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Changing the conversation around domestic violence

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Lauren Williams (left) and Ashley Rivera (right), co-founders of Reach for the Stars. Photo Courtesy of Jordan Lusby

When it comes to tackling domestic violence, activist Ashley Rivera said Baltimore City needs to do more.

October is Domestic Violence Awareness Month and Rivera said there has been a lack of related local events.

“I was just very surprised that there was not more happening,” she said.

A few weeks ago, she and Lauren Williams co-founded Reach for the Stars, an organization dedicated to preventing domestic violence. Rivera said as survivors of domestic violence, she and Williams want to see a cultural shift.

“In order to do that, every individual person inside the city needs to do that individual work,” Rivera said.

That means not just survivors who are trying to find resources for healing and support, but also those in the broader community.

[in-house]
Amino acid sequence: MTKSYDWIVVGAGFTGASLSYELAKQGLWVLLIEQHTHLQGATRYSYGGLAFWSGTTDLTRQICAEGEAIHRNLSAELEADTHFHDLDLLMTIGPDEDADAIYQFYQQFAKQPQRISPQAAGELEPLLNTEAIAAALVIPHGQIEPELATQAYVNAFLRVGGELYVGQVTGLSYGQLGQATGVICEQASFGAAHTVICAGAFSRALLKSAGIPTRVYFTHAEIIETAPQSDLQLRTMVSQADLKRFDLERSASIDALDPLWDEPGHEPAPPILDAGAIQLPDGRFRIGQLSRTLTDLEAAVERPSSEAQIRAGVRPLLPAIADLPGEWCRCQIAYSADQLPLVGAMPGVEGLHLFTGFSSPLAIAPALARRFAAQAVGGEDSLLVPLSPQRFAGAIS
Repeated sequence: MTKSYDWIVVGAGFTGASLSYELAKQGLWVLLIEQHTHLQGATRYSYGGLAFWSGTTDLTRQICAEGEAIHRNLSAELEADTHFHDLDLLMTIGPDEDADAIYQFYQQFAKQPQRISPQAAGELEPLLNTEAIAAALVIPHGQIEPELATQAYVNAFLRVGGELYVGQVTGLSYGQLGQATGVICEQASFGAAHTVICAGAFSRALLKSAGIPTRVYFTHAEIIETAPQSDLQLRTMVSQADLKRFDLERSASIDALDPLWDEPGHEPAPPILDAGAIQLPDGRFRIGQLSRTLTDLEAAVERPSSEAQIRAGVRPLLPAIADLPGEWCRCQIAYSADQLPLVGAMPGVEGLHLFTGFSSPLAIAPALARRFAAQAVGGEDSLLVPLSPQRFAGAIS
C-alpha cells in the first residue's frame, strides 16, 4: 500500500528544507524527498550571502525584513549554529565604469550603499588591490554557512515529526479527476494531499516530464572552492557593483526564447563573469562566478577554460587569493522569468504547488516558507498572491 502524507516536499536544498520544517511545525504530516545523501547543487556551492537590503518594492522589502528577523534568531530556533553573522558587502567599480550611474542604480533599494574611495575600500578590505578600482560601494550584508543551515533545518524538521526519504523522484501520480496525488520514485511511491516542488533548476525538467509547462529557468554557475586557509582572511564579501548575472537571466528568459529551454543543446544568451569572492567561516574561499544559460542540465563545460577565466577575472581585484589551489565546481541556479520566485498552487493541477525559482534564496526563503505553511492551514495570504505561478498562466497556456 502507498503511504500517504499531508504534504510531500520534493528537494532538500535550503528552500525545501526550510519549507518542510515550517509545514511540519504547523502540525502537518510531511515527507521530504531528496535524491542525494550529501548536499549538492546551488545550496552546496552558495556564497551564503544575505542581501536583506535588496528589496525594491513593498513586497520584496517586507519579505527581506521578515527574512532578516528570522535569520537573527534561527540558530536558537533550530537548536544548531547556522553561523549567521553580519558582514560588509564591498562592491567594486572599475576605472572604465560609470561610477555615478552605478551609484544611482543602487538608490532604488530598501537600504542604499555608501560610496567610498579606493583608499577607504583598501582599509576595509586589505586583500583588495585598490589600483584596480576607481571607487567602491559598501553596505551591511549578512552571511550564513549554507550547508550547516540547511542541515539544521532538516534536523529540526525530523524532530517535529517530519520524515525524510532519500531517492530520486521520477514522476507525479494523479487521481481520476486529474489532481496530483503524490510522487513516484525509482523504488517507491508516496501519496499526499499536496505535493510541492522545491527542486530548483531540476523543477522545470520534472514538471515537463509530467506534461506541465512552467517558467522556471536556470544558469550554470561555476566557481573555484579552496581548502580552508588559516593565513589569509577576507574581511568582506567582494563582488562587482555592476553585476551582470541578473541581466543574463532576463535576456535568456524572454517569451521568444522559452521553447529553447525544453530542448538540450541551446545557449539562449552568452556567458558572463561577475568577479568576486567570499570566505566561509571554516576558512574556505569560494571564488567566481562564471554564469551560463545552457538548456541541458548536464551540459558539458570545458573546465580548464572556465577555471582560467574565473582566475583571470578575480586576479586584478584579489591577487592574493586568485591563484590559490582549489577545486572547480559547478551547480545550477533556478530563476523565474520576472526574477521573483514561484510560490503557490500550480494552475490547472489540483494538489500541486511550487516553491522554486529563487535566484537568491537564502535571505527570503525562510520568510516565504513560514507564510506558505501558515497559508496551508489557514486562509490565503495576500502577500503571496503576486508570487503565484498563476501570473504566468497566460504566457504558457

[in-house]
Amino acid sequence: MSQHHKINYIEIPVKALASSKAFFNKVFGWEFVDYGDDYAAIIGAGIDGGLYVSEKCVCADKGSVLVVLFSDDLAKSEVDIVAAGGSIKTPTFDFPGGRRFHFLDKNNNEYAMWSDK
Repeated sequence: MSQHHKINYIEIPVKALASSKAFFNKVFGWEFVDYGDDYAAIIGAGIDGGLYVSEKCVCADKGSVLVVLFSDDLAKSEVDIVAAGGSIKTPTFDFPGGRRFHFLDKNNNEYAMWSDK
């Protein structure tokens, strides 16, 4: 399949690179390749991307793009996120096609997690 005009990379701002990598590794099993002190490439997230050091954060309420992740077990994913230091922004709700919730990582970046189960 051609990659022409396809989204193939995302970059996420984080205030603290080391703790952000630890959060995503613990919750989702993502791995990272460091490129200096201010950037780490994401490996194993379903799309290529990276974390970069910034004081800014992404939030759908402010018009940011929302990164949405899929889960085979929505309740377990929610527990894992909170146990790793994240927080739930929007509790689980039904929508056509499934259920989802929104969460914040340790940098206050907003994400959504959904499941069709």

Reach for the Stars organized an inaugural event for Friday evening, open to the public, with live music, conversation and resources from other local groups doing violence prevention work. Rivera said the event will be annual.

“We wanted to help people become more comfortable with storytelling, sharing their story and testimonies,” Rivera said.

She said she hopes people will use the events to heal and learn how to identify warning signs for domestic violence. Those signs, she said, aren’t always the most obvious.

“Domestic violence is a huge umbrella term,” Rivera said. “There's sexual harassment and violence. There’s abuse. There’s financial, emotional.”

Throughout the pandemic, reports of domestic violence have gone up across the country. According to data from the city police department, cases went up by one-third in the first quarter of this year. Many cases also go unreported.

Rivera said domestic violence is more than a Baltimore problem. It’s a global one, and that the burden to fight it should not fall on survivors alone.

“If we can do a better job at recognizing signs, if we can do a better job at working on communication and coping skills, if we can do a better job at healing...if we can do that individual work, then we can do stuff together,” she said.